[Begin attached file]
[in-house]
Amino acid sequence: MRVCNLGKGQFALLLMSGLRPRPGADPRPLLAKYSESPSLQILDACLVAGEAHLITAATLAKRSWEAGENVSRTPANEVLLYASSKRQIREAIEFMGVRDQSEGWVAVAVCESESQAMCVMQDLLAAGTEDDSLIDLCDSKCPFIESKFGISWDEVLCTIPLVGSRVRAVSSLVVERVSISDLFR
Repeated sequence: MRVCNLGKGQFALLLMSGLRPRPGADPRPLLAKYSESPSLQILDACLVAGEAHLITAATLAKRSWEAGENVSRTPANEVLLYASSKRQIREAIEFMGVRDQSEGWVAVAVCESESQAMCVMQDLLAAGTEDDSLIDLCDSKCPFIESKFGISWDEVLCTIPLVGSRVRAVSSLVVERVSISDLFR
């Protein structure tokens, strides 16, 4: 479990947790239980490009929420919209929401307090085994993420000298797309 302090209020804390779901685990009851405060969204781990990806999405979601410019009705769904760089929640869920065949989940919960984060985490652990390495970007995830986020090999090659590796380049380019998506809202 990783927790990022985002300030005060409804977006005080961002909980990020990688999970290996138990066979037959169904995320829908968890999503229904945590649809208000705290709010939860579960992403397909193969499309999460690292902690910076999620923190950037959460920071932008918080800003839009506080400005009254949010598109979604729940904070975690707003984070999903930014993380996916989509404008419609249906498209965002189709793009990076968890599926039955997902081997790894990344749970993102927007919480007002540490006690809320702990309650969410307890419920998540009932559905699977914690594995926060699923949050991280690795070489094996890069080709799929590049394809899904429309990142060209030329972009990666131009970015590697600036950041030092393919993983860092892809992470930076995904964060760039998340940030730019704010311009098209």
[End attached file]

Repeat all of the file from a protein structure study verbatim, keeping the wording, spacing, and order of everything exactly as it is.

[in-house]
Amino acid sequence: MRVCNLGKGQFALLLMSGLRPRPGADPRPLLAKYSESPSLQILDACLVAGEAHLITAATLAKRSWEAGENVSRTPANEVLLYASSKRQIREAIEFMGVRDQSEGWVAVAVCESESQAMCVMQDLLAAGTEDDSLIDLCDSKCPFIESKFGISWDEVLCTIPLVGSRVRAVSSLVVERVSISDLFR
Repeated sequence: MRVCNLGKGQFALLLMSGLRPRPGADPRPLLAKYSESPSLQILDACLVAGEAHLITAATLAKRSWEAGENVSRTPANEVLLYASSKRQIREAIEFMGVRDQSEGWVAVAVCESESQAMCVMQDLLAAGTEDDSLIDLCDSKCPFIESKFGISWDEVLCTIPLVGSRVRAVSSLVVERVSISDLFR
């Protein structure tokens, strides 16, 4: 479990947790239980490009929420919209929401307090085994993420000298797309 302090209020804390779901685990009851405060969204781990990806999405979601410019009705769904760089929640869920065949989940919960984060985490652990390495970007995830986020090999090659590796380049380019998506809202 990783927790990022985002300030005060409804977006005080961002909980990020990688999970290996138990066979037959169904995320829908968890999503229904945590649809208000705290709010939860579960992403397909193969499309999460690292902690910076999620923190950037959460920071932008918080800003839009506080400005009254949010598109979604729940904070975690707003984070999903930014993380996916989509404008419609249906498209965002189709793009990076968890599926039955997902081997790894990344749970993102927007919480007002540490006690809320702990309650969410307890419920998540009932559905699977914690594995926060699923949050991280690795070489094996890069080709799929590049394809899904429309990142060209030329972009990666131009970015590697600036950041030092393919993983860092892809992470930076995904964060760039998340940030730019704010311009098209």